By Noah Van Sciver. Published by Fantagraphics.
Kinda softish-hardish cover, 116 pages, B&W, 2015.
In critically acclaimed cartoonist Noah Van Sciver's new graphic novel, angry, alcohol-fueled Joe works overtime at a pizzeria to support his ever-expanding family—and he wants out.
This sophomore graphic novel from Noah Van Sciver may seem like a left turn from his critically acclaimed debut graphic novel biography of Abraham Lincoln (The Hypo), yet upon closer reflection, it showcases Van Sciver's preoccupation with pathos and the human condition. Saint Cole depicts four days in the life of a twenty-eight-year-old suburbanite named Joe, who works at a pizzeria to support his girlfriend Nicole and their infant child—and then Nicole invites her troubled mother to move into their two-bedroom apartment until she lands on her feet again. Joe reacts by retreating into alcohol: he wants out, and he's angry. He's in a position to act rashly—and he does.
2015 Ignatz Award Nominee: Outstanding Artist (Noah Van Sciver), Outstanding Graphic Novel
"Saint Cole… is a wiry thicket of black-and-white imagery both feverish and mesmerizing in its intensity." — John Wenzel - The Denver Post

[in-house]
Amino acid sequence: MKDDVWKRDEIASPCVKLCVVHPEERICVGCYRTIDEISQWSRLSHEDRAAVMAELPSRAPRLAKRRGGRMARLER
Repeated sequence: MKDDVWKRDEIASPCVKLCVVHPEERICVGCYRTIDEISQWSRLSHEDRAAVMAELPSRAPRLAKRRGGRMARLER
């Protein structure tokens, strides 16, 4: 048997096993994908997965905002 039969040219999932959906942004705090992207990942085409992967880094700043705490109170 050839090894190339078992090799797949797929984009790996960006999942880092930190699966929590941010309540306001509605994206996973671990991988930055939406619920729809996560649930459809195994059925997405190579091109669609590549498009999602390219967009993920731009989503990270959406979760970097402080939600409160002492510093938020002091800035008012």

"The simple black and white panels tell the story in a direct, naturalistic way that doesn't get in the way of the narrative but also repays a re-read, revealing plenty of subtle detail. ... Van Sciver has produced an accomplished work here, and he's clearly a promising talent." — Pete Redrup - The Quietus
"...Van Sciver... weav[es] a fictional tale with plenty of basis in reality for many young people lacking both the financial clout for higher education and the job opportunities needed to carve out a small slice of the American Dream that their parents and grandparents were able to grab." — Michael C. Lorah - Comic Book Resources
"Noah Van Sciver is a cartographer of his generation… Van Sciver's style seems uniquely suited to the topic of today's youngsters, admittedly bearing the influence of the Second Wave underground artists like Daniel Clowes and Peter Bagge -- with kind of visual raggedness driving home the narrative points -- but taking that influence in fresh directions." — Paul Buhle - The Comics Journal
"In less than 120 pages, Noah Van Sciver delivers a truly heartbreaking success. ... At times quite difficult, Van Sciver's original work shines a gut-wrenching and brutally honest light upon the trials and tribulations of a man who wants nothing more than to shed the demons that consume him." — Zach Hollwedel - Under the Radar